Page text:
Disaster Recovery - How Would Your Business Cope in a Cyber Crisis?

David Southern | Date: Aug 15, 2017 10:00:00 AM

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Cybercrime is now a major issue for the SME sector but it’s one that leaves many companies struggling to plan for the worst-case scenario

disaster-recovery-how-would-your-business.jpgFrom payment processes and email to networked PCs holding vital data, SME operations have become intertwined with IT. But while technology offers huge efficiency and productivity benefits, it also has the potential to bring an enterprise to its knees if no disaster planning for SMEs has been carried out.

While traditional threats such as flood and fire remain a concern, it’s the impact of hardware or software failure, malicious cyber attacks and online security breaches that should be causing sleepless nights for unprepared businesses. 74% of SMEs report that they have suffered an information security breach, the average cost to individual businesses being between £75k and £311k.

Multiple Threats, Multiple Outcomes

The ramifications of a malicious attack on your business’s IT infrastructure go beyond impacting on bottom line too. Also consider:

  • Operational downtime while the issue is identified and resolved
  • Cashflow issues in the short to long term
  • Potential fines for breaking regulations
  • And critically, loss of customer/supplier trust in your brand.

This means that even the smallest of businesses must understand how to prevent a cyber crisis, and have a plan to protect their operations should one occur. There’s a problem though – not enough companies do. In spite of the very real cyber threat, only 57% of businesses have a formal cyber/information security strategy and in this digital era, that’s not enough.

Instead, SMEs must create an effective disaster recovery plan to protect themselves – but how?

Planning for the Worst

Efficient disaster planning for SMEs should focus on two critical areas – Business Continuity (BC) and IT Disaster Recovery Planning (IT DRP), both designed to keep the business afloat in cases of crisis.

Companies should:

  • Compile an inventory of all IT elements including critical hardware, software, data and connectivity while creating an overview of which business processes, functions, assets and resources must be restored as soon as possible during a cyber crisis.
  • Identify areas of key IT risk, such as relying on a single on-site data centre. If that should go down or be ‘destroyed’, how will the business survive? Instead, introduce a solution that sees critical information backed up securely and regularly – and preferably off-site – on a rolling basis, which is immediately accessible in the event of a disaster.

By identifying such priorities and weaknesses, effective recovery plans can be drawn up that offer a clear roadmap for restoring core hardware, software and data to minimise any disruption. Critically, once the disaster recovery strategy is in place, test it frequently to ensure that as the business expands, the recovery plan remains relevant.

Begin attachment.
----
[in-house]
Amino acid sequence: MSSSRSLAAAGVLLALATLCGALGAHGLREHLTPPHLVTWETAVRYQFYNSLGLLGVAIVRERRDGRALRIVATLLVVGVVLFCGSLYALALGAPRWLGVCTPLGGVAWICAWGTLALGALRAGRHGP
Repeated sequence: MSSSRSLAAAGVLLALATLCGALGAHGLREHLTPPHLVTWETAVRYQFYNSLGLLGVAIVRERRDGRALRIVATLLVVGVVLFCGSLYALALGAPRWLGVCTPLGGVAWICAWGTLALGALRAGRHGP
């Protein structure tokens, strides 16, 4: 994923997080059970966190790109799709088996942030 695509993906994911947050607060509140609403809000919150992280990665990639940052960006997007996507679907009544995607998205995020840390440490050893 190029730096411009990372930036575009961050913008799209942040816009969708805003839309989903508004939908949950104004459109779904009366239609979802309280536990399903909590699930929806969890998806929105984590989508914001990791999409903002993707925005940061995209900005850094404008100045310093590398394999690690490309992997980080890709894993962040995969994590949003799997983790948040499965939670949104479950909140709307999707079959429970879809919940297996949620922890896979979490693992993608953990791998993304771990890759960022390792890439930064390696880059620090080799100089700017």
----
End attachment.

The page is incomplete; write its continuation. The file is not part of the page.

Remember, like its own relationship with your business, IT itself is interconnected – if one element should fail due to a cyberattack, the whole infrastructure could grind to a halt.

A Helping Hand

Implementing a coherent BC and IT DRP strategy can be a daunting task for a SME. The company may only have a single IT person or someone working on an ‘as needed’ basis. That’s why many small businesses are turning to third party providers to create, execute and manage their DRP plans for them.

A reputable consultant can offer a raft of cost-effective options to protect an SME. These include access to secure data servers that automatically back up valuable data in the cloud, and the provision of continuity offices that can be occupied immediately if an SME’s own premises become inaccessible.

Whichever route the SME chooses to take, the bottom line remains the same – small businesses must take steps to safeguard their operations whatever the eventuality. By understanding effective disaster planning for SMEs, you can put your business in the best possible position for surviving even the worst-case scenarios.

Takeaways:

  • Many SMEs are ignoring or merely paying lip service to the issue of cybersecurity.
  • Any IT infrastructure failures will not only impact on your bottom line, but they’ll also have ramifications for customer trust in your brand.
  • Implement far-reaching business continuity and disaster recovery planning strategies to prepare your enterprise for the worst.
  • If you feel your own IT department isn’t able to create a complete cybersecurity solution, bring some third-party IT consultants on board.
  • Rolling out data and IT protection plans needn't cost the earth – and such diligence can be marketed as a genuine benefit to customers.

Discover why technology remains business’ biggest ally, not threat. Download: Technology is the SME’s Biggest Growth Factor: The Business Leader’s Guide to IT Strategy

Download: Technology is the SME’s Biggest Growth Factor

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